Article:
Monday, July 7, 2008

Audacity Recording Tips and Crash Recovery

Info from the following URLS:

Continuing from my previous post on installing Audacity, a thought later came into my mind - "Why not just use the Eee PC to do the recording?" There would be no need to charge any rechargeable batteries, no fear of the batteries running out, no need to worry about exceeding disk space, plus recordings could be recovered should the device crash and most importantly, there would be a spectrogram to show whether anything is being recorded DURING the recording.

I just tried it for the first time last Sun, 06 Jul 2008, with 1 person from the church PA crew manning it. A line-in cable connected to the mixer was plugged into the EeePC's microphone port. Here are some tips that I have learnt:

  1. Remember to plug in AND switch on the power supply. At the end of the service, my friend told me that the Eee PC suddenly shutdown by itself. I checked and found out that I had plugged in the power supply but forgot to switch it on. More on crash recovery below.

  2. Adjust the microphone volume to ONE-QUARTER of its maximum volume. When I first tried it on the PA system, I turned on my Eee PC mic volume full, and the recording was full of distortion and background noise. I thought it was finished. Later, I played with the Sound Recorder provided under the Play tab and discovered the Input Level which pointed out the problem. NOTE: When you mute and unmute your volume, it seems that both the speaker and mic volume are reset to zero. Always do a check before you start your recording.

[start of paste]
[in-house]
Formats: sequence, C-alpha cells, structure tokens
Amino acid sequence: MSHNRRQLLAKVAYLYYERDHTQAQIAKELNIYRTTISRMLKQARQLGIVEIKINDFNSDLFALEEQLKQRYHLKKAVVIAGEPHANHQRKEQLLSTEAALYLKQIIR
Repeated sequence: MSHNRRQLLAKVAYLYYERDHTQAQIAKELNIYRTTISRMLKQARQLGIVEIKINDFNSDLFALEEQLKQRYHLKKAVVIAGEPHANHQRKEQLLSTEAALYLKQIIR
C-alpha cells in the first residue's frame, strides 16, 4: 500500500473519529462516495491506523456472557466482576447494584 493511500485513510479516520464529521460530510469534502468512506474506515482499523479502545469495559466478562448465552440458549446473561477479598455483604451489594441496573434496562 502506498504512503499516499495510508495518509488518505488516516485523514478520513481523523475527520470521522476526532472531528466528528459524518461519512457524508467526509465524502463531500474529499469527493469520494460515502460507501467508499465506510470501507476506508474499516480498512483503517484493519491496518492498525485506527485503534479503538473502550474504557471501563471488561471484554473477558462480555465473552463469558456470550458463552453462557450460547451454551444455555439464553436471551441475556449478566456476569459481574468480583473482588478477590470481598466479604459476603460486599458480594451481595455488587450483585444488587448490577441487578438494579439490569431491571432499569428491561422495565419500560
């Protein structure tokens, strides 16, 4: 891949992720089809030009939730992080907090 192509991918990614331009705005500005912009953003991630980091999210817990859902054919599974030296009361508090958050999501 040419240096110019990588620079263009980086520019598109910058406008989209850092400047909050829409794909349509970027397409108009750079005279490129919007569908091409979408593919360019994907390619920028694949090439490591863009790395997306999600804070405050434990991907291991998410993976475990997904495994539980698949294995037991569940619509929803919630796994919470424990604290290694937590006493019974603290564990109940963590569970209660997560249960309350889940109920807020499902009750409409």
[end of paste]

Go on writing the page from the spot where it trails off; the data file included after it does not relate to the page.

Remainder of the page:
3. Though you can export as an MP3 file, the recording is in uncompressed WAV format. For 60 mins of recording, you would need roughly 900MB of disk space to store the temporary files. There's no way my 4GB SSD with only 1.39MB available can ever take that, so I set the temporary directory to my SD card. You can do that by going to Edit -> Preferences -> Directories and choose a folder in your SD card to store the temporary files.

  4. Crash Recovery. Continuing the story from the 1st tip, I switched on the power supply and my Eee PC, and went into Audacity. It asked me whether I wanted to delete the temporary files. I chose NO. I then went into the temporary directory and found 638 .au files inside, about 1MB and lasting 10 secs each. If there were only a few files, I could combine them by cutting and pasting, but 638 files?? I searched and found the URLs above. The Aud_Recover command-line utility didn't work on my Eee PC and my Windows desktop PC. I gave up installing the Audacity Recovery utility on my Eee PC as it involved installing wxPython, glib, gtk+ and PyOpenGL, of which there were no simple installation instructions or packages. I almost gave up on recovering the recording. I decided to give it a last shot. I copied the 638 .au files to my external hard disk, connected it to my Windows desktop PC, installed the much-simpler-to-install Windows version of the Audacity Recovery Utility and after a few clicks and some processing time, the recording was recovered! It was not the complete sermon as the Eee PC had shutdown before it ended, but otherwise, it was a good recording. The Audacity website ( says that Audacity Beta 1.3.2 and later has automated data recovery. My current version is 1.2.4 and there is no Debian or Eee PC distribution yet for the 1.3.x versions. Once they are out, I'll probably upgrade it. Despite all these, it still proved better than the MP3 player because at least there were temporary files to recover from.

(^ v ^)

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